The Western Socialist
Vol. 27 - No. 212
No. 1, 1960
Under the above heading a small book has been issued consisting mainly of articles by Karl Marx on "The Jewish Question." These articles were first published in 1844, partly in the "German-French Yearbook" (1) and partly in "The Holy Family" (2), and form part of the criticism by Marx and Engels of the Young Hegelian viewpoint, with particular reference to the views of Bruno Bauer, a leading exponent of this viewpoint.
But it is not the purpose of the publishers of "A World Without Jews" to give publicity to Marxian thought. Their purpose is to advance the preposterous claim that Marx was anti-Semitic; and his articles on the Jewish question, together with an introductory article by a certain Dagobert D. Runes, are considered to substantiate this claim. Runes is described in the publishers' note as an "eminent philosopher," a description that will have to find support elsewhere.
The literary works of Marx are voluminous and were written during a period of more than forty years. Through these years Marx took up many problems and faced many opponents. Towards the latter he was not always soft-spoken; he was often satirical, sarcastic, even brutal. Of the English Church he wrote, "The English Established Church will more readily pardon an attack on 38 of its 39 articles than on one thirty-ninth of its income." (3) Of Christianity he said, "The social principles of Christianity preach cowardice, self-contempt, abasement, submission, humility, in a word, all the qualities of the canaille ... The social principles of Christianity are lick-spittle ..." (4) Speaking of religion in general, he said, "Religion is the sigh of the oppressed creature, the feelings of a heartless world, just as it is the spirit of unspiritual conditions. It is the opium of the people." (5).
Statements such as these have often provided an excuse for the claim by apologists for capitalism that Marx was embittered (Runes echoes this claim); but we have yet to observe even his most vicious foes claiming that Marx would have welcomed the return of the Christians to the Colosseum. Marx's attitude was explanatory, not punitive. In commenting on his treatment of the capitalist and the landlord he said, "I paint the capitalist and the landlord in no sense coleur de rose. But here individuals are dealt with only insofar as they are the personifications of economic categories, embodiments of particular class-relations and class-interests." (6) Such an attitude through all the works of Marx, including his criticisms of the Jews, is readily apparent to the student of Marx, and nowhere in his utterances or activities is there evidence that he supported anti-Semitism.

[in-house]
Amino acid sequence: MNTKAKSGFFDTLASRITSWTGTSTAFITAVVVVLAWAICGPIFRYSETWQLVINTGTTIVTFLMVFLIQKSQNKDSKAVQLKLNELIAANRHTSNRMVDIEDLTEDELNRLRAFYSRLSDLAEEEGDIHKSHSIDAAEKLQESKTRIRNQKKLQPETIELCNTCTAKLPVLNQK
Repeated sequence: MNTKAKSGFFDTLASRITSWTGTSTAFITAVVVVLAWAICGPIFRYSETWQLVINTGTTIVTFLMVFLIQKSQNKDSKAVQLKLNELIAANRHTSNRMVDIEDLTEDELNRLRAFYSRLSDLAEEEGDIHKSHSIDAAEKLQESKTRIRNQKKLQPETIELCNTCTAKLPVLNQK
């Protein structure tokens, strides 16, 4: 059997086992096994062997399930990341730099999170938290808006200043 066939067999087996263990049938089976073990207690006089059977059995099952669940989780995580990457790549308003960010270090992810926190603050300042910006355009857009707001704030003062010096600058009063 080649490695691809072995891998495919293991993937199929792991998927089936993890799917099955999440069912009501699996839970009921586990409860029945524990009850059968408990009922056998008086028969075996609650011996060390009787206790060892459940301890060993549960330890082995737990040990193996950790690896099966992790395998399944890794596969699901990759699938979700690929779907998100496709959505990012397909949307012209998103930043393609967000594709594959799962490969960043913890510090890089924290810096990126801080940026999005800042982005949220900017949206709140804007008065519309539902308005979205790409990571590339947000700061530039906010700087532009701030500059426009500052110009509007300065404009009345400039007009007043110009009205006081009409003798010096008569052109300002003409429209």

Marx's articles on the Jewish question dealt with the demand of the Jews for "emancipation." He countered this demand by showing the extent to which the Jews had become adapted to bourgeois society. He wrote:
"Judaism has persisted alongside of Christianity not only as religious criticism of Christianity, not only as the embodiment of doubt in the religious parentage of Christianity, but equally because Judaism has maintained itself, and even received its supreme development, in Christian society. The Jew who exists as a peculiar member of bourgeois society, is only the particular expression of the Judaism of bourgeois society. Judaism has survived not in spite of, but by virtue of history." (7)
The Jew had succeeded in an effective and material way under capitalism. To Marx, however, the one task worth considering was not the political aspirations of a section of mankind but the emancipation of mankind itself, a task to which his whole life became dedicated: